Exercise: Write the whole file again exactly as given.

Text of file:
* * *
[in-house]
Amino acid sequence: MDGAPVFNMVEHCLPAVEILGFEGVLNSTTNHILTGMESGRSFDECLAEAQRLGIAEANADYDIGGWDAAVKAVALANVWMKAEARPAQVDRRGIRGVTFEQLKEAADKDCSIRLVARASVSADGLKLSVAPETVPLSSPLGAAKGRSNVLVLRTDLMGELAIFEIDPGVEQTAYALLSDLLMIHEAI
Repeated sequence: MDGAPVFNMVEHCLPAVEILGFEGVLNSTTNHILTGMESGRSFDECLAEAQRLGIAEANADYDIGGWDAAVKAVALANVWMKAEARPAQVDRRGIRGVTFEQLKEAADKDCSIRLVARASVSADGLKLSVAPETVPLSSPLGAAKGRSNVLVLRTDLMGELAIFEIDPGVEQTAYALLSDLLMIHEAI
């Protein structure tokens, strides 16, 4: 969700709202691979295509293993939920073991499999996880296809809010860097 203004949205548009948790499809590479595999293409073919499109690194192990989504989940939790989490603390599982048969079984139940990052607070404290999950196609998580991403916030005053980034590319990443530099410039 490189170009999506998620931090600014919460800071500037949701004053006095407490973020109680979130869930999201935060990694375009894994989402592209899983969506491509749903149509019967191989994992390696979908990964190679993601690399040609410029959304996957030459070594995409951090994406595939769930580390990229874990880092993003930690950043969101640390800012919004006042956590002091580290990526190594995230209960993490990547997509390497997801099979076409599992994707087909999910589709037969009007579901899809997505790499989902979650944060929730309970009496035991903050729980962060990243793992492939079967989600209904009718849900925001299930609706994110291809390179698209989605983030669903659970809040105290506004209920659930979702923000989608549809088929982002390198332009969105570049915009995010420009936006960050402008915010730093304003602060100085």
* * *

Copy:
[in-house]
Amino acid sequence: MDGAPVFNMVEHCLPAVEILGFEGVLNSTTNHILTGMESGRSFDECLAEAQRLGIAEANADYDIGGWDAAVKAVALANVWMKAEARPAQVDRRGIRGVTFEQLKEAADKDCSIRLVARASVSADGLKLSVAPETVPLSSPLGAAKGRSNVLVLRTDLMGELAIFEIDPGVEQTAYALLSDLLMIHEAI
Repeated sequence: MDGAPVFNMVEHCLPAVEILGFEGVLNSTTNHILTGMESGRSFDECLAEAQRLGIAEANADYDIGGWDAAVKAVALANVWMKAEARPAQVDRRGIRGVTFEQLKEAADKDCSIRLVARASVSADGLKLSVAPETVPLSSPLGAAKGRSNVLVLRTDLMGELAIFEIDPGVEQTAYALLSDLLMIHEAI
């Protein structure tokens, strides 16, 4: 969700709202691979295509293993939920073991499999996880296809809010860097 203004949205548009948790499809590479595999293409073919499109690194192990989504989940939790989490603390599982048969079984139940990052607070404290999950196609998580991403916030005053980034590319990443530099410039 490189170009999506998620931090600014919460800071500037949701004053006095407490973020109680979130869930999201935060990694375009894994989402592209899983969506491509749903149509019967191989994992390696979908990964190679993601690399040609410029959304996957030459070594995409951090994406595939769930580390990229874990880092993003930690950043969101640390800012919004006042956590002091580290990526190594995230209960993490990547997509390497997801099979076409599992994707087909999910589709037969009007579901899809997505790499989902979650944060929730309970009496035991903050729980962060990243793992492939079967989600209904009718849900925001299930609706994110291809390179698209989605983030669903659970809040105290506004209920659930979702923000989608549809088929982002390198332009969105570049915009995010420009936006960050402008915010730093304003602060100085």